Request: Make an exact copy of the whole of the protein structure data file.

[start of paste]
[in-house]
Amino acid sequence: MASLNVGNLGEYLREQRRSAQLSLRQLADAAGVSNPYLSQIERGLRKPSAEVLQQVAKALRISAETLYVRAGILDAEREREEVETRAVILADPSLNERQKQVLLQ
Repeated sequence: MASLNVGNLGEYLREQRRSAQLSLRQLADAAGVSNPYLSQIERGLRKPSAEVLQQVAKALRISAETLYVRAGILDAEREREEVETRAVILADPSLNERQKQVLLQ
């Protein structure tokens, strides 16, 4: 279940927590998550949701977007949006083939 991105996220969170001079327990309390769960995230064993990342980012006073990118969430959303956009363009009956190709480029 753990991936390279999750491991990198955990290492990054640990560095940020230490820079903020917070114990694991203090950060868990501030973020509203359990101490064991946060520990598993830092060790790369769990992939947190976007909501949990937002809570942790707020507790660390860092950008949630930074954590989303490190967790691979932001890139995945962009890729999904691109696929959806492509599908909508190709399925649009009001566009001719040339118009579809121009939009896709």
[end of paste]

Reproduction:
[in-house]
Amino acid sequence: MASLNVGNLGEYLREQRRSAQLSLRQLADAAGVSNPYLSQIERGLRKPSAEVLQQVAKALRISAETLYVRAGILDAEREREEVETRAVILADPSLNERQKQVLLQ
Repeated sequence: MASLNVGNLGEYLREQRRSAQLSLRQLADAAGVSNPYLSQIERGLRKPSAEVLQQVAKALRISAETLYVRAGILDAEREREEVETRAVILADPSLNERQKQVLLQ
């Protein structure tokens, strides 16, 4: 279940927590998550949701977007949006083939 991105996220969170001079327990309390769960995230064993990342980012006073990118969430959303956009363009009956190709480029 753990991936390279999750491991990198955990290492990054640990560095940020230490820079903020917070114990694991203090950060868990501030973020509203359990101490064991946060520990598993830092060790790369769990992939947190976007909501949990937002809570942790707020507790660390860092950008949630930074954590989303490190967790691979932001890139995945962009890729999904691109696929959806492509599908909508190709399925649009009001566009001719040339118009579809121009939009896709």